Assault Law: Assault Defences & Penalties

Proctor & Associates will advise you on the best course of action in order to obtain the best possible result for you. Should you find yourself charged with any of the following assault related offences, or any other offences, contact us immediately and organise an appointment.

While all assaults are serious, they can nevertheless be categorised by degrees of seriousness.

Common Assault

The least serious is what is commonly referred to as Common Assault.

S.61 of Crimes Act (NSW) states:
“Whosoever assaults any person, although not occasioning actual bodily harm, shall be liable to imprisonment for two years.

There are many and varied definitions of assault, however in simple terms, it can be aptly defined as any act by an accused person which intentionally or recklessly creates in the mind of another the apprehension of immediate or unlawful violence. It can therefore be committed without touching another person, so long as there is a threat of violence and the wherewithal to carry out the threat.

Assault Occasioning Actual Bodily Harm (AOABH)

S.59 of the Crimes Act (NSW) states:
(1) Whosoever assaults any person, and thereby occasions actual bodily harm, shall be liable to imprisonment for five years.

(2) A person is guilty of an offence under this subsection if the person commits an offence under subsection (1) in the company of another person or persons. A person convicted of an offence under this subsection is liable to imprisonment for 7 years.

This offence occurs when a person assaults another (whether in the company of another or otherwise) and as a result of that assault, the victim receives an injury which can be described as “bodily harm”.

Bodily harm is not defined in the Crimes Act, but is more than a trifling injury and according to case law is to be given its “ordinary meaning”. It need not be a permanent injury but one that interferes with the victim’s “health and comfort”.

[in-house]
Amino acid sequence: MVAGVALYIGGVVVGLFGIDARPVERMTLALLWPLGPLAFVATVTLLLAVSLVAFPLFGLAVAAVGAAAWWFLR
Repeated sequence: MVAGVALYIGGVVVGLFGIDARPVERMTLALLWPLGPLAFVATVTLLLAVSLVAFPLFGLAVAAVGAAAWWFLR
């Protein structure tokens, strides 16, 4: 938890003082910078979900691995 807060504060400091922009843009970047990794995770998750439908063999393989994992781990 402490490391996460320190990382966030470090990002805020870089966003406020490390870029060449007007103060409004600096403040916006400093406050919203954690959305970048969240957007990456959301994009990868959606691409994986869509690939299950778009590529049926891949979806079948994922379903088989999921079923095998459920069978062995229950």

Reckless Wounding or Causing Grievous Bodily Harm

These offences are far more serious than those previously dealt with and more often than not result in full time gaol sentences on conviction. They carry Standard Non-Parole periods.

S.35 of the Crimes Act (NSW) states:
(1) Reckless grievous bodily harm in company: A person who, in the company of another person or persons, recklessly causes grievous bodily harm to any person is guilty of an offence. Maximum penalty: Imprisonment for 14 years.

(2) Reckless grievous bodily harm: A person who recklessly causes grievous bodily harm to any person is guilty of an offence. Maximum penalty: Imprisonment for 10 years.

(3) Reckless wounding in company: A person who, in the company of another person or persons, recklessly wounds any person is guilty of an offence. Maximum penalty: Imprisonment for 10 years.

(4) Reckless wounding: A person who recklessly wounds any person is guilty of an offence. Maximum penalty: Imprisonment for 7 years.

(5) Alternative verdict If on the trial of a person charged with an offence against any subsection of this section the jury is not satisfied that the offence is proven but is satisfied that the person has committed an offence against any other subsection of this section (that carries a lesser maximum penalty), the jury may acquit the person of the offence charged and find the person guilty of an offence against that other subsection. The person is liable to punishment accordingly.